The imaginative artist says the painting they produce is "theirs", yet it is no more theirs than the fractal image I produce is "mine", except that, requiring more imagination, the artist's production is more personal and more idiosyncratic. At the other end of the scale, the snail is not an agent of creativity because it always produces the same form.
Is it for everyone?
Briefly, if you are interested in making novel images, yes. Try it and see.
I think that people who have never made a fractal and who believe it requires mathematical ability or computing know-how should be encouraged to try it.
Until you have zoomed into a part of a fractal image and seen the small made large, you haven't really experienced the dynamics of fractals, no matter how many thousands you may have seen.
Warning: you might become a fracto-philiac like me. Making fractals is addictive. It may also be harmful to your hard drive. 24-bit colour fractals are stored as bmp files which weigh in at 4 mb each. One way around the problem is to convert the bmp files to jpg files, using ACDSee or some other program.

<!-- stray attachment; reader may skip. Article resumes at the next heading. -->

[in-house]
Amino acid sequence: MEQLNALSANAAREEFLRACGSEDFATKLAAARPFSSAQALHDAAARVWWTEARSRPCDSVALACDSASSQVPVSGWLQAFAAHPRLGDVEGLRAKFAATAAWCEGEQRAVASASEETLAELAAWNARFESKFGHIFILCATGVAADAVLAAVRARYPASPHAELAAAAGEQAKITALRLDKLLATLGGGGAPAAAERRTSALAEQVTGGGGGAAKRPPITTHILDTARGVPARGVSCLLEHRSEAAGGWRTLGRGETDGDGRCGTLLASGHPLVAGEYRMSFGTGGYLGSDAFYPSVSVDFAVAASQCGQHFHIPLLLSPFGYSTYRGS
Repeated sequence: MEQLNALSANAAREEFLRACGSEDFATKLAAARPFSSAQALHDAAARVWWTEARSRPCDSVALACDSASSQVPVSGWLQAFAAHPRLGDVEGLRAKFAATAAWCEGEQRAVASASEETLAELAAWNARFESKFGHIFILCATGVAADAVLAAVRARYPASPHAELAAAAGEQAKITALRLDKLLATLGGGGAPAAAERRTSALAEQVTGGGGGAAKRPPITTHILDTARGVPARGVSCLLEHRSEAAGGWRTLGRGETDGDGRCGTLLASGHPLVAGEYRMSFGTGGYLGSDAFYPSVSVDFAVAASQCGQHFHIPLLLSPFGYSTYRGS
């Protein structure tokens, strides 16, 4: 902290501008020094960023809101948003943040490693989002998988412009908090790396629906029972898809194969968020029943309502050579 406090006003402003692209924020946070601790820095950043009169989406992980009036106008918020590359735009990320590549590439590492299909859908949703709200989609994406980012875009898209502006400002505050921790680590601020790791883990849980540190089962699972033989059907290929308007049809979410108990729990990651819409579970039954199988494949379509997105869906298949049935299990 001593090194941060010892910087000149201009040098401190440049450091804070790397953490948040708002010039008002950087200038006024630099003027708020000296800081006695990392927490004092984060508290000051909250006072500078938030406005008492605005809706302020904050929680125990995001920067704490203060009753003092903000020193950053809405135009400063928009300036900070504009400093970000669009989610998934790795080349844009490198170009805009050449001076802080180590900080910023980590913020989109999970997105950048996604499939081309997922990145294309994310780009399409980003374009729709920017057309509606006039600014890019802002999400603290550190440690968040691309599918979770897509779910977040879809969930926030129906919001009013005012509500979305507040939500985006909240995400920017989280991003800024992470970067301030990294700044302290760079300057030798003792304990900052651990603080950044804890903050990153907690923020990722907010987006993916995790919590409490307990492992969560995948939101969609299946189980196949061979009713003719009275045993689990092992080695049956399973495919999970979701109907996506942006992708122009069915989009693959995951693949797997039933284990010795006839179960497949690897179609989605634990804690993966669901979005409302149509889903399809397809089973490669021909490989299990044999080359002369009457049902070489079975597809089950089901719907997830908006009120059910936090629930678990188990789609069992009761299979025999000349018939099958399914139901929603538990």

Despite what I wrote above, I don't feel comfortable calling myself an 'artist' on account of my fractal-making. Maybe it's because making fractals is too easy and too fast.
However, I should point out that although it only takes a minute or so to paint a complex fractal image (one that would take hours or days to paint by hand), it is often a long process before one produces something one is happy with. Sometimes I spend an hour generating images without producing one that I like. Even when I do produce something good, I may spend a fair bit of time on adjusting the image to achieve what I see as an optimal effect.